Blackberry Ice Cream
Spring is here! You know it's never too early to be eating ice-cream. Although I'm not one of those who would casually consume ice-cream during the winter freeze, I do have occasional cravings that eventually leads me to the local ice-cream shop (aka Jeni's Ice Cream). What I really like about Jeni's Ice Cream is the intense and creative flavors that are infused into their well made batches. No regrets for the pricey small cups! But, when I do have spare time, I'd like to make use of our ice-cream maker using fresh seasonal ingredients available.
This recipe is by no means an imitation of Jeni's but in fact adapted from "japanese farm food" cook book by Nancy Singleton Hachisu with a little self-curated bonus recipe for the leftover puree debris (trying not to waste any ingredients here).
The simple approach and minimal ingredients allow the blackberries' natural tartness to shine despite the rich heavy cream base. The depth of the flavor is almost in comparison with sorbets and the bright color reminds you of the fresh spring days ahead.
I will take a different approach on this post, demonstrating step-by-step instructions accompanied by pictures. The post is a little long, but you may find at the very end a simplified version of the recipe and the required list of ingredients.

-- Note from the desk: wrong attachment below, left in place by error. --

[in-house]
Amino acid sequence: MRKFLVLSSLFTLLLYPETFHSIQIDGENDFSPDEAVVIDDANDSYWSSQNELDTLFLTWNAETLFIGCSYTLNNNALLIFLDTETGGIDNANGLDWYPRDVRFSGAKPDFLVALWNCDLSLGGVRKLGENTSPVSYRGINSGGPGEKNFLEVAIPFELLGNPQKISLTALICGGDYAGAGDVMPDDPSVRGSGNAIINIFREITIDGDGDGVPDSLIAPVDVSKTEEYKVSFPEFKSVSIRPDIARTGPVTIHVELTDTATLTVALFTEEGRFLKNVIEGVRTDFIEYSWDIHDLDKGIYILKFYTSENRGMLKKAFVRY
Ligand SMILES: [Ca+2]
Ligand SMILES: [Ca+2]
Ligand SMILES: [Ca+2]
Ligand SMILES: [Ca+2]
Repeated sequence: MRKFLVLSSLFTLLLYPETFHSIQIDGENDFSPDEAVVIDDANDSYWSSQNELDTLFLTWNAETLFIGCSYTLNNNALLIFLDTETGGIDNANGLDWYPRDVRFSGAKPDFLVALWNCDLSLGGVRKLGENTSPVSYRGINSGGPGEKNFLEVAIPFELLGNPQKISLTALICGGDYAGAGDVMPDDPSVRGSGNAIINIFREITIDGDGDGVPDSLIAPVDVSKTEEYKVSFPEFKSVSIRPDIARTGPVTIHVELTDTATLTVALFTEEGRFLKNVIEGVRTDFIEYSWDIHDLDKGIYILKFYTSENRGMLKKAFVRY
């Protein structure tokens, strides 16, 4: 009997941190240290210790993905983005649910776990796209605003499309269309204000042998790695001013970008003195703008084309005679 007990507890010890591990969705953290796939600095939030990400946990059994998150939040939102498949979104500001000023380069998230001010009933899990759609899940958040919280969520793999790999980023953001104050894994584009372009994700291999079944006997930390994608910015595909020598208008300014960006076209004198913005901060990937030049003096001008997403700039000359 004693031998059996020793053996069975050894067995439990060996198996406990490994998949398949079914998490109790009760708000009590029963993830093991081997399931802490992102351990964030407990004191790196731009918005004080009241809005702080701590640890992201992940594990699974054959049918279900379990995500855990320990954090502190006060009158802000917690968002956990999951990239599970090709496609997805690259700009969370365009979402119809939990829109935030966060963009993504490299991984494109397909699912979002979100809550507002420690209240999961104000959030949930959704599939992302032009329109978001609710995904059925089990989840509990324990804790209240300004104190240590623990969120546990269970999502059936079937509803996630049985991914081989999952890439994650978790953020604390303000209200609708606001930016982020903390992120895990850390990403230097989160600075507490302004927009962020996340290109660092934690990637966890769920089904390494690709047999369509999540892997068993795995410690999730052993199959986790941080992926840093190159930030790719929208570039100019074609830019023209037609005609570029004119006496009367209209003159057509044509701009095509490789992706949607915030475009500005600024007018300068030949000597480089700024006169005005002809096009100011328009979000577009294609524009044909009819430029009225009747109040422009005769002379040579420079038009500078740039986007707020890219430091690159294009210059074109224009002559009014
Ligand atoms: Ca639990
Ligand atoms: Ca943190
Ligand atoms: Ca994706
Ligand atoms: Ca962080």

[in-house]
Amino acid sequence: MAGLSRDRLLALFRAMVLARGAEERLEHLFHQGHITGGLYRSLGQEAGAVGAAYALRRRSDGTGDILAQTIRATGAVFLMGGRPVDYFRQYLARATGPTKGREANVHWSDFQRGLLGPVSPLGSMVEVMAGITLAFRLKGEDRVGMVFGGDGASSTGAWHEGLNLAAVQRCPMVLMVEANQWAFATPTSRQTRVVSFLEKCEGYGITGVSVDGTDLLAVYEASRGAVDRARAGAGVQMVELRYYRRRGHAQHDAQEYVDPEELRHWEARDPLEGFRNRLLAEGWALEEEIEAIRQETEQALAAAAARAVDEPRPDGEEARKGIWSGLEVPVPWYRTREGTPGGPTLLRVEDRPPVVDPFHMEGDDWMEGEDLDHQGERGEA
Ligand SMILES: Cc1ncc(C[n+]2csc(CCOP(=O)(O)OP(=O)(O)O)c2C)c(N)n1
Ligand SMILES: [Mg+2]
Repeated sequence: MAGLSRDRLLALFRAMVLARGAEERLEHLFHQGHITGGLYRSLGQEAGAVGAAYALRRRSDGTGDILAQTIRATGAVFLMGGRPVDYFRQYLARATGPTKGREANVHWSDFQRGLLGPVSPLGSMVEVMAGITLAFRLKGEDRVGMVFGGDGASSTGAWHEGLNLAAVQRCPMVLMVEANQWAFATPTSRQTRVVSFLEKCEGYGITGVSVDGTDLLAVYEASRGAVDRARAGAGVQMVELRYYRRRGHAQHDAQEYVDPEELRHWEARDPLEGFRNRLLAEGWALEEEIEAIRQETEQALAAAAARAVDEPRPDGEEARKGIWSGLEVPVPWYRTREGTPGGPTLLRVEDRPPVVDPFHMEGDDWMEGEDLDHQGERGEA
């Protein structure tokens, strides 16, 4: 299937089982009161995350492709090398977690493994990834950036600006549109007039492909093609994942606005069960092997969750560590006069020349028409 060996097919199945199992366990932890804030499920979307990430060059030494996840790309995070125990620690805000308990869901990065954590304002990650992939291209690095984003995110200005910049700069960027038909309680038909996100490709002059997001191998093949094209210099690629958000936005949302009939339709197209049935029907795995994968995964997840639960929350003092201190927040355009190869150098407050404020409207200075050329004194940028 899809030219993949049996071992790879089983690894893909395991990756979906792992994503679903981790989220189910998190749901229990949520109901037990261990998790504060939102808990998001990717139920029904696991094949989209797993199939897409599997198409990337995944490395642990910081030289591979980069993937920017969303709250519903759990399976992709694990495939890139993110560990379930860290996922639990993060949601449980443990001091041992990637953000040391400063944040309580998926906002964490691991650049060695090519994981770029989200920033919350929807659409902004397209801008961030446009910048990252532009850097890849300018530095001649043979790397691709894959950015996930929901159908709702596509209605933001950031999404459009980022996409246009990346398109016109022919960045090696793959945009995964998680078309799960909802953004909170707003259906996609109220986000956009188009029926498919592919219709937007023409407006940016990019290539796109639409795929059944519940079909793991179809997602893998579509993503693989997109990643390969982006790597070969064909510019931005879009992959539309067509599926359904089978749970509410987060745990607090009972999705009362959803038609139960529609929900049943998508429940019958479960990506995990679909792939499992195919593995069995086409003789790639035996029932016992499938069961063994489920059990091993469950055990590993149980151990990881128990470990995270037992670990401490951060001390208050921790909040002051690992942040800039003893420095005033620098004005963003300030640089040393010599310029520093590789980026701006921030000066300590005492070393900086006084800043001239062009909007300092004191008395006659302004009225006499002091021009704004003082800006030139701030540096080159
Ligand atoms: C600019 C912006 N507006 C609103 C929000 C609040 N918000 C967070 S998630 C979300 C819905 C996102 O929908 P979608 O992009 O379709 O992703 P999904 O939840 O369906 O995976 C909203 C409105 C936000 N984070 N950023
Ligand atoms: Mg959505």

The key equipment for this recipe are:
After cleaning the fresh blackberries, you want to create the fresh fruit puree that we will be using for the recipe. No shortcuts here! I prefer using fresh blackberries because the frozen blackberries have a diluted taste due to the ice crystals formed during the freezing process which completely destroys the cellular structure of the berries. If that doesn't sound appealing to you, trust me, use fresh blackberries. Pulse or blend the berries in the food processor/blender until the berries have disintegrated down to just having a few whole seeds. For food processor users, pulse a couple of times, maximum 1 minute before the berries become a nice puree.
Next, pass the berries puree through the sieve. Make sure you squeeze out all of the puree juice, leaving a dollop of berry seeds and fibers. One would probably discard the puree debris, but you can still use it to make a refreshing infused water or spritzer (alcohol version). Continue to read for the blackberry infused water recipe.
In a small saucepan, dissolve sugar in the heavy cream on low heat. Stir until sugar has dissolve without coming to a boil. Remove the saucepan from heat and add kirsch liqueur to the creamy mixture. Pour the mixture into the blackberry puree.
Stir the mixture well until the white streaks disappear and you reach a glossy eggplant block color.
Pour the mixture into the ice-cream maker and voila. Allow 15-20 minutes for the machine to freeze mixture until a soft-serve texture has been reached. Transfer the ice cream into a freezer safe container. Freeze 2-3 hours before serving.
While waiting for the mixture to churn in the ice-cream maker, why not enjoy a refreshing blackberry infused water made from the puree debris that you assumed had no more use? What you need:
In a highball glass or any tall glass, layer ice to almost the rim. Add a dollop of the puree debris. Pour sparkling water or sparkling wine. Stir the mixture and place the garnish. Optional step, you may add sugar to taste.
Blackberry Ice Cream
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